I worked in a nursery school for a year. My main duties were taking three and four year olds, in groups of 8, to swimming lessons, sports lessons and drama lessons, as well as entertaining them with stories, colouring-in, puzzles and sometimes biscuits in between lessons.  With any situation including very little children there are a million funny and beautiful little moments as well as a certain amount of madness and chaos.


You're stuck in a lift with three people of your choice (dead or alive)! Who are they and what would be the topic of discussion while you wait to get rescued?

If I had to pick three, I would say I’d love to meet Sappho, so that I could hear her lost songs and poems, Harriet Tubman, because I can hardly think of anyone whose bravery could be more inspiring and important, and Hildegard von Bingen, if only to find out how she managed her time so as to achieve in so many different fields in just one life time!

What are you working on at the moment?

I’m currently working on a piece for the LA Phil’s green umbrella series for John Adams to conduct, alongside a trio for viola da gamba, cello and clarinet for CHROMA ensemble, and a string quartet for the Albion Quartet which will be premiered at the Aldeburgh Festival this summer.


If you could collaborate with anyone across any genre or art form who would it be and why?
At the moment my dream project would be ‘dance-cycle'; a set of loosely interconnected short stories shown through dance (and, of course, music). I’d love to collaborate with a choreographer associated with a different genre of dance for each story - so those choreographers would be my dream collaborators at the moment - and I’d need to get the writers of the short stories I have in mind on board with the project too!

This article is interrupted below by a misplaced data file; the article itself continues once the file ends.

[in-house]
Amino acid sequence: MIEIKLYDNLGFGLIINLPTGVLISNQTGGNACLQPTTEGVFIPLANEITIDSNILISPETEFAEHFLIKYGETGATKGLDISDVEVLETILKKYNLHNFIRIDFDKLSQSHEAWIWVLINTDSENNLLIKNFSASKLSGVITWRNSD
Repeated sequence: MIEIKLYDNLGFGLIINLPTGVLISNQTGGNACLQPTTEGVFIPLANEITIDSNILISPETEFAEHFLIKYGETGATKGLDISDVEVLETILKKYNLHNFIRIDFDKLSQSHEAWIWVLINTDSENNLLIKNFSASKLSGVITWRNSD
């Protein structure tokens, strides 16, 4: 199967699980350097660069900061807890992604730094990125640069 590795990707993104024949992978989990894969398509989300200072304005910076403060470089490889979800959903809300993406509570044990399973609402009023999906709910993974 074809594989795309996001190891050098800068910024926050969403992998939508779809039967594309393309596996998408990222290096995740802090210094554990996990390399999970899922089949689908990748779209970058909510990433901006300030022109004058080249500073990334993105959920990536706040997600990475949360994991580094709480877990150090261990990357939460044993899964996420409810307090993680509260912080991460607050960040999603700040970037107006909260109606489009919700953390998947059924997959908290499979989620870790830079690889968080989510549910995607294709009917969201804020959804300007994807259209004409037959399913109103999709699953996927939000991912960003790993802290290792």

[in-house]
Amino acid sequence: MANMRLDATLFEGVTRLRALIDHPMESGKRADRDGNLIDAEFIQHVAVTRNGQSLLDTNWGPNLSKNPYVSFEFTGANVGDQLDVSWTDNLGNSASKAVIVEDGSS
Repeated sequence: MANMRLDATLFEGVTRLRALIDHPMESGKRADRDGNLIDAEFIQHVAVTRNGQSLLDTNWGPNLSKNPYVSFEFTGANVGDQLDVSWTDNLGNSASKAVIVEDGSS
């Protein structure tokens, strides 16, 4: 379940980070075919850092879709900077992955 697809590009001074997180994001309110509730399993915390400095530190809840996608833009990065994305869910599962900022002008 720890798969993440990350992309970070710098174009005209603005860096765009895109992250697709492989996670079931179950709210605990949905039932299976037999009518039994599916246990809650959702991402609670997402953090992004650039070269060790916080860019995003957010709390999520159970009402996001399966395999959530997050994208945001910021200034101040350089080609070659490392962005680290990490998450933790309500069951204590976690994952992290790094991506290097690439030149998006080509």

A composer of music of “high drama” and “intense emotion” (BBC), “at once, ingenious, hypnotic, brave, and beautiful” (Festival Internazionale A.F. Lavagnino), Eugene Birman (b. 1987) has written for symphony orchestras (London Philharmonic, Minnesota Orchestra), choirs (BBC Singers, Latvian Radio Choir, Eric Ericsons Kammarkör), and leading ensembles and soloists (Maxim Vengerov, Maurizio Ben Omar, etc.) across four continents in venues ranging from London’s Southbank Centre to Carnegie Hall to above the Arctic Circle. His highly public career, with appearances on CNN, BBC World TV, Radio France, Deutsche Welle, and others, is characterized by a fearless focus on socially relevant large-scale compositions covering the financial crisis, Russian border treaties, and more. Commissioners and partners for Birman’s work extend beyond the concert hall to major international bodies such as the European Union, the Austrian Foreign Ministry, and the Hong Kong SAR, as well as through prominent fellowships from the John Simon Guggenheim Foundation (2018) and the US Department of State’s Fulbright Program (2010-11). Most recently, he was awarded the 2017 Royal Philharmonic Society Composition Prize, leading to a season-long residency at the Southbank Centre and world premiere with the Philharmonia Orchestra at Royal Festival Hall, and appointed the sole Artist-in-Residence of the 2018 Helsinki Festival, Finland’s biggest yearly cultural event.